At school we had special lessons focussed on careers. The idea was to give us all an idea of what we were going to do once we'd left education. At the time there seemed to be some kind of push to get kids into professions such as carpentry, electrical engineering and plumbing. The hook was that these professions weren't going to die out and that you could earn a decent amount of money. Not wanting to get our hands dirty for fear our PES playing skills would suffer, we ignored the advice, but given the incredibly tricky scenarios encountered in Empire Interactive's PipeMania that probably wasn't a wise decision.

If you started gaming in the 90s or later you probably won't be aware that PipeMania first appeared as a fairly popular puzzle game on the Amiga in the late 80s. The goal was to lay down pieces of pipe and build a route from the start to the finish, preventing the precious liquid (flooze) from spilling all over the place. With pipe pieces handed out randomly, Tetris block-style, and with no ability to rotate them, you had to plan ahead, placing things where you thought they could be used later on. Alternatively you could just build over the top of another piece, but that would lose you points.

After a certain amount of time the flooze would start flowing and you'd frantically place piping in order to keep it flowing. It was easier said than done, with levels requiring you to lay down a certain amount of piping in order to progress, with simple lines not being nearly long enough. Later stages introduced reservoirs and one-way sections, and obstacles got in your way to further your frustration. Players suffered from headaches due to the repeated slamming against brick walls as flooze oozed all over the place. PipeMania was an incredibly difficult game, and Empire's modern remake is very similar indeed.

The core principles remain, so you've once again got to guide the flooze and use a variety of pipe types, navigate obstacles and take special items into account. It's so similar it would be easy to think that this is the same game but with a modern visual makeover, but on top of the classic gameplay you get numerous new gameplay modes, two-player head-to-head play and a story of sorts.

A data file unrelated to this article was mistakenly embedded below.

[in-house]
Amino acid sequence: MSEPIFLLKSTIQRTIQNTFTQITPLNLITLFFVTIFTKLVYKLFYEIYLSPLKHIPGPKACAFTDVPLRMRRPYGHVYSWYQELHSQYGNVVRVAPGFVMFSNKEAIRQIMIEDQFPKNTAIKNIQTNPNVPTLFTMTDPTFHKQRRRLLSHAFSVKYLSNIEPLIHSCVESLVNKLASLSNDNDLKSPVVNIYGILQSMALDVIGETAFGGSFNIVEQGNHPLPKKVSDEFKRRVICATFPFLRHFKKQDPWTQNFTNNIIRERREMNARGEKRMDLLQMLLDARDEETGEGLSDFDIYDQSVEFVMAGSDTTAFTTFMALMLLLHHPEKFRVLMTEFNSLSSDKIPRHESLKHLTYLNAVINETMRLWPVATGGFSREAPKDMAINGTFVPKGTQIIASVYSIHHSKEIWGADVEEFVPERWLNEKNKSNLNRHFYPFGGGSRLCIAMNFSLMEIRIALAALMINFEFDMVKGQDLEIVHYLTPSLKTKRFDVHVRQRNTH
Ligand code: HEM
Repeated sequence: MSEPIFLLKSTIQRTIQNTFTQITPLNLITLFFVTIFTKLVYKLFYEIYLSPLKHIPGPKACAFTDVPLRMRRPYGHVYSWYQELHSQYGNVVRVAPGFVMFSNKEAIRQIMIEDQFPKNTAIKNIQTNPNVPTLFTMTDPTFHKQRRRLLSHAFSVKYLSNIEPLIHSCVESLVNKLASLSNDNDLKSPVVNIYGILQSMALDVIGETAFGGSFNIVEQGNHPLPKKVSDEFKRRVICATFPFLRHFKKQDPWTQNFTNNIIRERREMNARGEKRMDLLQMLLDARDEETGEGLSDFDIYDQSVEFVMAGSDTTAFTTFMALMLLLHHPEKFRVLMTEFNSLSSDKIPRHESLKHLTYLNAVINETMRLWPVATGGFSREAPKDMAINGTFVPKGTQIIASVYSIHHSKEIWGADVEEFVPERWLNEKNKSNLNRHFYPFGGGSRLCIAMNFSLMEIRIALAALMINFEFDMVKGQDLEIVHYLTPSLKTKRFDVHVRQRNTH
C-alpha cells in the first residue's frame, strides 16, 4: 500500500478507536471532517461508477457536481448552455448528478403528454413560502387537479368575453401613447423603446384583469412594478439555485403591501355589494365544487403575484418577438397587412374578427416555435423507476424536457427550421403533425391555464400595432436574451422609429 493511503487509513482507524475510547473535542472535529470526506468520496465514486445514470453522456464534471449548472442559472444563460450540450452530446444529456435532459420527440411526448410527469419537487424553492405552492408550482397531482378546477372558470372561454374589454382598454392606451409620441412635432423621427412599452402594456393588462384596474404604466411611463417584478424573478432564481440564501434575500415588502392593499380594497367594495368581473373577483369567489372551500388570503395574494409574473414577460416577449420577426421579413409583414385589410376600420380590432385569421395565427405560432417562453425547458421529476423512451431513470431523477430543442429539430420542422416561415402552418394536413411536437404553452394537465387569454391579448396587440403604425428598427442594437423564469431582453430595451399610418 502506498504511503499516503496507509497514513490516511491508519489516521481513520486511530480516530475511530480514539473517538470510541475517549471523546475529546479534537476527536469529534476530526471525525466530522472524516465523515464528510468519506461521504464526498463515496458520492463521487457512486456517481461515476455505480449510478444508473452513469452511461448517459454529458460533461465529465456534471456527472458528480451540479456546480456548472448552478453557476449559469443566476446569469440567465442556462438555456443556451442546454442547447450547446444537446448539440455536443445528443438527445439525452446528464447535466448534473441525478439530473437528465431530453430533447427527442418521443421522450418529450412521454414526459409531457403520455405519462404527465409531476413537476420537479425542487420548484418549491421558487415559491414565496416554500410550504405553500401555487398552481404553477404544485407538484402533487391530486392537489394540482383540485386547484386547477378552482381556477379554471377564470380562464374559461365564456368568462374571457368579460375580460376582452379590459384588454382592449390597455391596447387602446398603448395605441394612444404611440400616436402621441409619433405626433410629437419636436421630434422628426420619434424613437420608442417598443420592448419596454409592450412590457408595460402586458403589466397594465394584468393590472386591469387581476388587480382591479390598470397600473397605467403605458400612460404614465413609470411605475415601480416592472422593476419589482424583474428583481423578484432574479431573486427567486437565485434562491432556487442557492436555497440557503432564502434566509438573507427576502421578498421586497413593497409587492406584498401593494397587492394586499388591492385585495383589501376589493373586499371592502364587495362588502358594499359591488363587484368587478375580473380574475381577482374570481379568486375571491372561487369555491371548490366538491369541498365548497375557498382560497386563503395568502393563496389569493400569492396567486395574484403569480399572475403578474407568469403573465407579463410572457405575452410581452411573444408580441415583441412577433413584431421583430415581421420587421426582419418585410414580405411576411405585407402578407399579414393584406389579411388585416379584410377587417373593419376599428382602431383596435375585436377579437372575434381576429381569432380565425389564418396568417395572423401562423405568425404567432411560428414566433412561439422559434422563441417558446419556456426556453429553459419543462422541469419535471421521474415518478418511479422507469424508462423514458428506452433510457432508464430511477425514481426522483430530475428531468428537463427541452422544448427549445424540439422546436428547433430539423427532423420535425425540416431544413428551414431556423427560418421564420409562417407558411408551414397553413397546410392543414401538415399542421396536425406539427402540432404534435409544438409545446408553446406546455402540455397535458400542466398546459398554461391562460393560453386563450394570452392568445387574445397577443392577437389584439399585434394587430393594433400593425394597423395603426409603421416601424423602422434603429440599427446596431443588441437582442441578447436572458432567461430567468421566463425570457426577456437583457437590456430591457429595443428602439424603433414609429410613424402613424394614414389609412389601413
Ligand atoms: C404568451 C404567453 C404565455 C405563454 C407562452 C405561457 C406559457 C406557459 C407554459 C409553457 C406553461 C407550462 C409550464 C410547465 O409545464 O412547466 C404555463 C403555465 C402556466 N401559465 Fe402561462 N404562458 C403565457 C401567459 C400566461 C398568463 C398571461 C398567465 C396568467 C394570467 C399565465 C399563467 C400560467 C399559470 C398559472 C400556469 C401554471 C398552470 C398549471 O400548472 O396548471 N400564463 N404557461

We're not sure about the integration of characters and story

PipeMania's story ties into the World mode, in which you travel across the Isle of Ducts and restore order via a series of pipe laying challenges. These challenges cover eight areas, each offering something slightly different, from standard pipes to railway lines that carry trains and even multiple flows of flooze. Early stages are simple enough, but pretty soon you'll have to lay down fancy pipes, contend with an endless amount of pieces you don't need and attacks from other characters that seriously hinder your progress towards plumbing nirvana.

Compared to the original game you do have a little less frustration to contend with, mainly thanks to a leak meter. Where it was game over in the original if the flooze hit the end of a pipe, here it's game over when the leak meter is full. If this change in rules isn't to your liking the included classic mode, which plays exactly like the original, will be the better option. The scrolling arcade mode is also good fun and a novel twist on the formula, while the two-player versus mode is a good laugh and can be played on the PSP even if you only have one copy of the game (via game sharing). Sadly, and quite bizarrely, the DS game doesn't support multiplayer at all.

With plenty of puzzles, numerous game modes and two-player support (on PSP) PipeMania is a fun, tough puzzler that is different enough to other puzzlers on the market to warrant a purchase. Its quite severe learning curve might put off some people, but once you get in the pipe laying zone you'll find an incredibly addictive game.